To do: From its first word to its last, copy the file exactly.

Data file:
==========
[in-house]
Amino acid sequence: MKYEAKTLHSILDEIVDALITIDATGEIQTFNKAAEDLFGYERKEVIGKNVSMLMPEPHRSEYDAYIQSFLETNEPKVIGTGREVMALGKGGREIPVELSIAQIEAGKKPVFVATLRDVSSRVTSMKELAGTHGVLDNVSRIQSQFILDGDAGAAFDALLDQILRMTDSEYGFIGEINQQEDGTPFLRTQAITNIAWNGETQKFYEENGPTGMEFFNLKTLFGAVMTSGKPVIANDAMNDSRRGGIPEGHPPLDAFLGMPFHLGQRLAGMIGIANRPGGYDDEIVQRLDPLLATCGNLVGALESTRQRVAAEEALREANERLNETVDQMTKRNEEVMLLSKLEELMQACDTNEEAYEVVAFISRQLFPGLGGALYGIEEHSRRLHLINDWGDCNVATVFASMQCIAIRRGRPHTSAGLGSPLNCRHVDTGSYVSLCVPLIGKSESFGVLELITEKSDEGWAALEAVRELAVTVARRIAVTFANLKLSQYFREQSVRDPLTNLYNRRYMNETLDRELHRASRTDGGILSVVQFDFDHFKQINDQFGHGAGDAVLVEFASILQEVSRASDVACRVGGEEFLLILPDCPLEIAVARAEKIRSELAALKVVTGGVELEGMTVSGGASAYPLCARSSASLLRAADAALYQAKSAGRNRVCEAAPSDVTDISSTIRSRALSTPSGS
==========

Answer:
[in-house]
Amino acid sequence: MKYEAKTLHSILDEIVDALITIDATGEIQTFNKAAEDLFGYERKEVIGKNVSMLMPEPHRSEYDAYIQSFLETNEPKVIGTGREVMALGKGGREIPVELSIAQIEAGKKPVFVATLRDVSSRVTSMKELAGTHGVLDNVSRIQSQFILDGDAGAAFDALLDQILRMTDSEYGFIGEINQQEDGTPFLRTQAITNIAWNGETQKFYEENGPTGMEFFNLKTLFGAVMTSGKPVIANDAMNDSRRGGIPEGHPPLDAFLGMPFHLGQRLAGMIGIANRPGGYDDEIVQRLDPLLATCGNLVGALESTRQRVAAEEALREANERLNETVDQMTKRNEEVMLLSKLEELMQACDTNEEAYEVVAFISRQLFPGLGGALYGIEEHSRRLHLINDWGDCNVATVFASMQCIAIRRGRPHTSAGLGSPLNCRHVDTGSYVSLCVPLIGKSESFGVLELITEKSDEGWAALEAVRELAVTVARRIAVTFANLKLSQYFREQSVRDPLTNLYNRRYMNETLDRELHRASRTDGGILSVVQFDFDHFKQINDQFGHGAGDAVLVEFASILQEVSRASDVACRVGGEEFLLILPDCPLEIAVARAEKIRSELAALKVVTGGVELEGMTVSGGASAYPLCARSSASLLRAADAALYQAKSAGRNRVCEAAPSDVTDISSTIRSRALSTPSGS